One of the best ways to keep pests away from digging up bulbs is to lay down chicken wire over the area you are planting the bulbs and cover it with soil. The holes on the chicken wire are big enough that the bulb can still emerge through. We do offer liquid fence repellent for purchase on our website.

To keep pests away from eating blooms we recommend spraying the area with a repellent spray. This can be effective for up to 2 weeks even through rain. You can also use dried blood sprinkled in the soil and the area to keep pests away.

4. I see that most of your perennials are listed as plant starts or bare roots. What does that mean?

A bare root perennial is a part of the root that was harvested from a perennial in its dormant state. Plant starts are similar but will mostly likely already be showing green growth coming from the it’s root system.

Both plant starts and bare roots should be planted in spring while they are still dormant or in the early phases of growth. It is very important to plant all our items as soon as possible after receiving them.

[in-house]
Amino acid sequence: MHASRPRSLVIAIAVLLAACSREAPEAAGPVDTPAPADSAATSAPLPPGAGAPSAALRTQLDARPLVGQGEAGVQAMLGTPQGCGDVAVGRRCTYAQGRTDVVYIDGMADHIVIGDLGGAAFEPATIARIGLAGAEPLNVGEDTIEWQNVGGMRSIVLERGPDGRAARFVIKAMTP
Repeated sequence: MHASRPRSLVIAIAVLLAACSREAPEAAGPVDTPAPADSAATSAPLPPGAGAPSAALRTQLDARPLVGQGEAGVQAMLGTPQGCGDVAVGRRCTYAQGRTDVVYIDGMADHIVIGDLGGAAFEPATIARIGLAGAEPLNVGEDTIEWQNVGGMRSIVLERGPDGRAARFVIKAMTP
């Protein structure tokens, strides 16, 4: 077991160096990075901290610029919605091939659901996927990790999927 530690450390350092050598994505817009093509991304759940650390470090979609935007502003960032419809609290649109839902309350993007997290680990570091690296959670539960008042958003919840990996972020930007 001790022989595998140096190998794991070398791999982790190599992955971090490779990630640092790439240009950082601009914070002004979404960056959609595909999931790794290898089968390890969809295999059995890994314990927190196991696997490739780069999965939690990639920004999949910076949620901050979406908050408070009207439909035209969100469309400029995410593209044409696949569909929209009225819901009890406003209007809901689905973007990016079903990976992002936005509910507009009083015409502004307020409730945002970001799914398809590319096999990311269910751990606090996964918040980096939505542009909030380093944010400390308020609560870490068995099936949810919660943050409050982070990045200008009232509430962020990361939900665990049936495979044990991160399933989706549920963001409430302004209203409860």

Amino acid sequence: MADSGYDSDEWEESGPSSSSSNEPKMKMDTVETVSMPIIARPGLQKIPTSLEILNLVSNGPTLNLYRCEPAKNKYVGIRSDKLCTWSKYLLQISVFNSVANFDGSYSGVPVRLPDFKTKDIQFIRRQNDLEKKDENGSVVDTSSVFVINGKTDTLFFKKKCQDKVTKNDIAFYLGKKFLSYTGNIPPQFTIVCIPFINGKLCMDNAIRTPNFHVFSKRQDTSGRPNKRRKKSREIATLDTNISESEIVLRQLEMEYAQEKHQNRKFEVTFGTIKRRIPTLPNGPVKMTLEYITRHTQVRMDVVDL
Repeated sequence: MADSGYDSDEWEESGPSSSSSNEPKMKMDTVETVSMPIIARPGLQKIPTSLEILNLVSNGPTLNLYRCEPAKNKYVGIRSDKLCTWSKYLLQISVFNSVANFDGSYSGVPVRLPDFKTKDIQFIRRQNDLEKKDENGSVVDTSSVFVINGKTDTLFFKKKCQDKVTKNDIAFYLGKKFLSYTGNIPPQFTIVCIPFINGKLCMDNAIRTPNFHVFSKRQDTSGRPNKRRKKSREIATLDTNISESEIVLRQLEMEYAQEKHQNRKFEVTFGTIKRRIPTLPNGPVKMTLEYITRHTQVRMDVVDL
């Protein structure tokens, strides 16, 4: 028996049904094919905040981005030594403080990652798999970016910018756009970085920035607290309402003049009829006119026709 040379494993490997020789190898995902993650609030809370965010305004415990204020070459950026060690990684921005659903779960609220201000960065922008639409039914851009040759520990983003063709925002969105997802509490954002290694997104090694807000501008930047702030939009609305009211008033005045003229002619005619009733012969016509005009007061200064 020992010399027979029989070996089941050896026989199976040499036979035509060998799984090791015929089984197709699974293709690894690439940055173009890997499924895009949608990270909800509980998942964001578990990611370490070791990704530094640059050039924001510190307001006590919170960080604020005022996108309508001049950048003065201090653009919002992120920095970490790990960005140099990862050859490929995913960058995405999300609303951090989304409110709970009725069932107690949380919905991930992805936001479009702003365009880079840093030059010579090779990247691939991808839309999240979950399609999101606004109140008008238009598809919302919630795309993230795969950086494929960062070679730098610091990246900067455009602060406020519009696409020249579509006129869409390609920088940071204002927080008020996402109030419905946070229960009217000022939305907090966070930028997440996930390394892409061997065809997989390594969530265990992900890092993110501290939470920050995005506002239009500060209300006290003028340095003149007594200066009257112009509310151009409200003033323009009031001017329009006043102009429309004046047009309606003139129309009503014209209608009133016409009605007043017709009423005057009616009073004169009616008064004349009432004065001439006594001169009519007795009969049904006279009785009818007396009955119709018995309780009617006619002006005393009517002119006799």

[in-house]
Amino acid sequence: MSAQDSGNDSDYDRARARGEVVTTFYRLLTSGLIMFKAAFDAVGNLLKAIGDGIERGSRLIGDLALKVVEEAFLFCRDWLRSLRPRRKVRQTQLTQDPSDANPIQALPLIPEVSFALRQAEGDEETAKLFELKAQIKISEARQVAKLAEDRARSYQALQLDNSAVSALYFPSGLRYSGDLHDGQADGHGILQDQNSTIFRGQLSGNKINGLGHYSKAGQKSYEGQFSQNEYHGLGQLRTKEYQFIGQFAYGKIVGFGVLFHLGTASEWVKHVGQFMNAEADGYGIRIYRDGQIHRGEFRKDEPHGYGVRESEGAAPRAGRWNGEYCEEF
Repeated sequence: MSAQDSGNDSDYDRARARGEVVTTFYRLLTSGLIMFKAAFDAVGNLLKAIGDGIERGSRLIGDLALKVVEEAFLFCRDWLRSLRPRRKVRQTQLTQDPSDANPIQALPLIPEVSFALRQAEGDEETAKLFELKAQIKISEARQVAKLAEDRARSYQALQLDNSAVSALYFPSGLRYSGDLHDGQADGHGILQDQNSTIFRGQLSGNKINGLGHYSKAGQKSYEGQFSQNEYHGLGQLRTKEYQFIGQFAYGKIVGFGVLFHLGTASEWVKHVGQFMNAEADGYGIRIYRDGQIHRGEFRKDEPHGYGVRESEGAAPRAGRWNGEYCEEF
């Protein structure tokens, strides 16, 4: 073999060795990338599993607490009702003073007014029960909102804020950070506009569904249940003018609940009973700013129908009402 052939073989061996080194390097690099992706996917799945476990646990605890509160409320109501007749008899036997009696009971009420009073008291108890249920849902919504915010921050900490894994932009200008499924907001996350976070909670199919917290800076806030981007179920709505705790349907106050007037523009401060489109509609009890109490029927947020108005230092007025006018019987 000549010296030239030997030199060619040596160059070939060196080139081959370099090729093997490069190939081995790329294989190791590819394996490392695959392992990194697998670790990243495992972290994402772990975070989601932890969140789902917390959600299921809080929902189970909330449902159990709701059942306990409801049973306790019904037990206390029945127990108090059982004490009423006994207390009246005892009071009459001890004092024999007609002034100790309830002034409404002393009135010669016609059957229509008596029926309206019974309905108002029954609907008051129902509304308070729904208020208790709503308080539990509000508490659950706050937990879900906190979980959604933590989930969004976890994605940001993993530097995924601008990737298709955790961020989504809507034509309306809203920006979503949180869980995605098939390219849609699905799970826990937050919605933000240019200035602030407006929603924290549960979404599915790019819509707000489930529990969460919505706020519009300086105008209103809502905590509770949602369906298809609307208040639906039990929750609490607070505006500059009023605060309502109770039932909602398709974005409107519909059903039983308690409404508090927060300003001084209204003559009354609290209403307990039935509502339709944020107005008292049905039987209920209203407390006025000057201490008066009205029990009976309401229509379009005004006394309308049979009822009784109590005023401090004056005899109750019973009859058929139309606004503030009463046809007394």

5. How will the pH level of soil affect the growth and performance of the flower bulbs?

Flower bulbs' ideal pH level to produce their true bloom and color is between 6 and 7. When the pH level is above or below the ideal range it can cause variation in color of the blooms, which can lead to an unexpected flower color. You can always bring a soil sample to your local garden center or buy your own soil testing kit to check the soil you have at home.

6. How do I “artificially chill” my bulbs prior to planting if I live in a zone that does not receive much of a winter?

Simply, place the bulbs in a paper bag, or planted in potting soil in a pot. Place the bag or pot in the refrigerator for 10-16 weeks. It is very important that you keep the bulbs away from fruit and vegetables because they produce “ethylene” as the produce ripens which can cause the bulbs to rot. Also, keep the bulbs away from any excess moisture if possible. After the 10-16 week period has passed remove the bulbs and place in a sunny location. This process of “forcing” requires a lot of energy from the bulbs; therefore they will typically only last one growing season under these conditions. You can read more about forcing on the Bulb Blog.